What's less certain is BPA's ability to keep rate increases to zero in 2005 and 2006. The agency, which already has cut about $300 million, needs to find another $100 million in cost savings or revenue enhancements. Hansen said the cuts are "getting harder and harder to find." But it can look for better market prices in the coming years, citing 2003 sales when the water supply stood at 80 percent of normal, but market prices were good. "If we can get an average water year and good market sales, we will get a part of that $100 million," he said.
The congressional delegation in recognizing the difficulties for BPA in keeping rate increases to zero in coming years, says "Reaching settlement of the public/IOU litigation and addressing the challenges that you and your staff have identified are surely daunting tasks. However, we sincerely appreciate your efforts thus far to alleviate the impact further rate increases would have on our already-staggering regional economy. We commend you for reaching an agreement that will result in a rate reduction this year, and for taking concerted steps that -- if cost reductions and revenue enhancements are achieved and other factors remain as forecasted -- will result in further rate relief in FY 2005. We are committed to working with you to address the challenges confronting the agency in a manner that will ensure BPA is able to keep rates as low as possible, consistent with its legal obligations, social responsibilities and sound business principles for decades to come."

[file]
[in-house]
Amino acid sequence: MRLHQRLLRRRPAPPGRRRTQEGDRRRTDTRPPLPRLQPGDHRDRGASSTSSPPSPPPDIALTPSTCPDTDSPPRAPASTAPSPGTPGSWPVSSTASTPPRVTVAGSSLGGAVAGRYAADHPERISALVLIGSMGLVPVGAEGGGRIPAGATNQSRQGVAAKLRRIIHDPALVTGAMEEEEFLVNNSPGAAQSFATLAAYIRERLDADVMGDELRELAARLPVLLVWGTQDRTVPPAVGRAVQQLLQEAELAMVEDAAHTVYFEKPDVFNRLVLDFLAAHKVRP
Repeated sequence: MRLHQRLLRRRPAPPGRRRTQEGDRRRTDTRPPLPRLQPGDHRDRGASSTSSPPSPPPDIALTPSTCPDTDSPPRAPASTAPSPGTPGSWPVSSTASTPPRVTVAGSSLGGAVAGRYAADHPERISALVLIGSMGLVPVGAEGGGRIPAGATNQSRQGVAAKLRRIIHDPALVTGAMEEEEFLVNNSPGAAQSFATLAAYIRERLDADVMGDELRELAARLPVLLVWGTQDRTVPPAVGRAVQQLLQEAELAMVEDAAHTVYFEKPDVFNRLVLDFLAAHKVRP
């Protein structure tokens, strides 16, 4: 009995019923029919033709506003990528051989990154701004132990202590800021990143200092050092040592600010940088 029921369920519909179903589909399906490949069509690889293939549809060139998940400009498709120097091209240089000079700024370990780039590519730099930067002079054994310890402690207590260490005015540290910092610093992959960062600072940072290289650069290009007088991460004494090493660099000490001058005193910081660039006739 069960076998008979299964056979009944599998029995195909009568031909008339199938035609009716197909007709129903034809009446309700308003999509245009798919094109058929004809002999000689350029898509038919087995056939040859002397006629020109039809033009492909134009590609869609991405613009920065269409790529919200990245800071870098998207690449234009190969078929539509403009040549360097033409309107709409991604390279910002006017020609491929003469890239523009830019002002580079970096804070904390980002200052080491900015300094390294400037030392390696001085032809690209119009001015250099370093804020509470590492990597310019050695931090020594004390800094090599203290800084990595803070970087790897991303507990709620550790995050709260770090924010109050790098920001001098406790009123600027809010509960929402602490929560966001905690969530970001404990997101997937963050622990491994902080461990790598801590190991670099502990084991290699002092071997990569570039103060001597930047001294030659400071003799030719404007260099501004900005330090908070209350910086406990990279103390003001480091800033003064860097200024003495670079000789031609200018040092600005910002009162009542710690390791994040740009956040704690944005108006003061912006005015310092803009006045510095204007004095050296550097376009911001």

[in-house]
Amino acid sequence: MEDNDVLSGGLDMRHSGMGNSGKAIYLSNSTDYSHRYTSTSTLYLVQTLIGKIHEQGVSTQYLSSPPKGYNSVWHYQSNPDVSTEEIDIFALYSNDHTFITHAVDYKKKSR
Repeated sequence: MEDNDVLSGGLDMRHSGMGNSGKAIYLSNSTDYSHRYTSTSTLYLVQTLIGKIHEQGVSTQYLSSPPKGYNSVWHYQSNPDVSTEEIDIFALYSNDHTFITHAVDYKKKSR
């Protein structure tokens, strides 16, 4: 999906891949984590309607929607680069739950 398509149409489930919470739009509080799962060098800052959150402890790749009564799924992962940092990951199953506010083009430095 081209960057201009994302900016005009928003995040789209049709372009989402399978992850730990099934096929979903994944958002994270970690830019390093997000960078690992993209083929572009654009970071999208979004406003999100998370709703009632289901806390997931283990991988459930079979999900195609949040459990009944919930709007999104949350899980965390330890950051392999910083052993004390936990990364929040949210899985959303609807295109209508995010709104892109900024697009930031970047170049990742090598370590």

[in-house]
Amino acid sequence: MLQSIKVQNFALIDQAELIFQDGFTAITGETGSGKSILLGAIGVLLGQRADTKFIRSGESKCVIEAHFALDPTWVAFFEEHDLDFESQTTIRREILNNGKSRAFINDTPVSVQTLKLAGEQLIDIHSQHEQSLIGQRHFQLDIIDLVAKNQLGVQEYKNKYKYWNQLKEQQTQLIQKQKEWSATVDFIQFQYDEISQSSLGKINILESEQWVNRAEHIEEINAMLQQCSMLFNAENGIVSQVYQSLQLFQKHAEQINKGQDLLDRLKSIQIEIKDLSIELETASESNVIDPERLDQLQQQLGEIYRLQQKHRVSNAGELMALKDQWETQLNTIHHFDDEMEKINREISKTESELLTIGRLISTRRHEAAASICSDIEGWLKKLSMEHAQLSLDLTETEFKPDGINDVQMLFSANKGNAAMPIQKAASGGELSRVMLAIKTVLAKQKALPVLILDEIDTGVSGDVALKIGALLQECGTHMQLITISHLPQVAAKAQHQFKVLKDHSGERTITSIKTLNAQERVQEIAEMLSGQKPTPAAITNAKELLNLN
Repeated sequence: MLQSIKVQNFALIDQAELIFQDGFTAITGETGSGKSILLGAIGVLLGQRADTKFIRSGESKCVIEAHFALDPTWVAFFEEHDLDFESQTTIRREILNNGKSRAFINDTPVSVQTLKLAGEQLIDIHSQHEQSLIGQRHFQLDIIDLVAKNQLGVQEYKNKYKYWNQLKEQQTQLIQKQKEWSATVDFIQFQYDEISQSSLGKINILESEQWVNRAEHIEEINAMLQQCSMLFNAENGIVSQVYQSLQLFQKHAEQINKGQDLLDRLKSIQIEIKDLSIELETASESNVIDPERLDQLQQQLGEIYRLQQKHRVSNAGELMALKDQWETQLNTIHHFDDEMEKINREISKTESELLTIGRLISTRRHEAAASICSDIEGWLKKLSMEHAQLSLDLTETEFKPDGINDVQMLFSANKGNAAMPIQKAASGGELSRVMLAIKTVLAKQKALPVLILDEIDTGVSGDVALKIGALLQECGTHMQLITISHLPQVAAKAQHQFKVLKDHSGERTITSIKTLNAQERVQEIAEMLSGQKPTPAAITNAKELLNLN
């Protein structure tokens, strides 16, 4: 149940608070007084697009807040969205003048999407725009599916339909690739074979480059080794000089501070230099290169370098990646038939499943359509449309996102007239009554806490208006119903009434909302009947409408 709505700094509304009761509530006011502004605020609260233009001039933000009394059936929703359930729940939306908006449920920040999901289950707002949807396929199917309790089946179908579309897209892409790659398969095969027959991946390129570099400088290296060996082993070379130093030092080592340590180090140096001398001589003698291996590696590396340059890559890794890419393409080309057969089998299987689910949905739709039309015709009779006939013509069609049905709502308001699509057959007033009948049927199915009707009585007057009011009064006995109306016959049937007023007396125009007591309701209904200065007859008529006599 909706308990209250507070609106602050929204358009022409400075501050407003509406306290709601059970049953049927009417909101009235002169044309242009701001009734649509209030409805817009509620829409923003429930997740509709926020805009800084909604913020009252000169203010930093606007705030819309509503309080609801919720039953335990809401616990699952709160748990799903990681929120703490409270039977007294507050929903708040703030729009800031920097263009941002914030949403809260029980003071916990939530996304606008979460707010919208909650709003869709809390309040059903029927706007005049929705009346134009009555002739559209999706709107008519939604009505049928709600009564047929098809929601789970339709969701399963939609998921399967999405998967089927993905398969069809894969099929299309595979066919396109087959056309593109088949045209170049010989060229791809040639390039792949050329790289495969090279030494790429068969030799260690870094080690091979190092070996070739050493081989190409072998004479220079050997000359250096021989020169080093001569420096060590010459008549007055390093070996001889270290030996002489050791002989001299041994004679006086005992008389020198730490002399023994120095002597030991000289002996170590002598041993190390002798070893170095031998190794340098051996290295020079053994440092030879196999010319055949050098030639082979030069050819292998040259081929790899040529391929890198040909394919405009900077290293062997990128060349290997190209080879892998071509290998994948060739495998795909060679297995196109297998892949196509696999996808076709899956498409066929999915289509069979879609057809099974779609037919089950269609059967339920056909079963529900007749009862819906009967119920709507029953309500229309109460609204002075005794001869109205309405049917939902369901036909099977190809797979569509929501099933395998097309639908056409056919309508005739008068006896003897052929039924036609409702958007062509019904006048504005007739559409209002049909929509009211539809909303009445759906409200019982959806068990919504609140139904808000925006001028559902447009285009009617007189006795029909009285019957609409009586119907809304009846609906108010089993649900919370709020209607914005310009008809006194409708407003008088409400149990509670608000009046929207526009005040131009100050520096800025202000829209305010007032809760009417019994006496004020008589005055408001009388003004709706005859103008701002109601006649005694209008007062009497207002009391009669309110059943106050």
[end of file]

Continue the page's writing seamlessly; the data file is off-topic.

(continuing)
The members of the Northwest congressional delegation that sent the letter to Wright include Washington senators Cantwell and Patty Murray, Oregon senators Gordon Smith and Ron Wyden, U.S. representatives Jay Inslee, Rick Larsen, Doc Hastings, George Nethercutt, Norm Dicks, Jim McDermott, Jennifer Dunn and Adam Smith from Washington, and Oregon representatives Peter DeFazio and Darlene Hooley.
Bonneville Power Administration: www.bpa.gov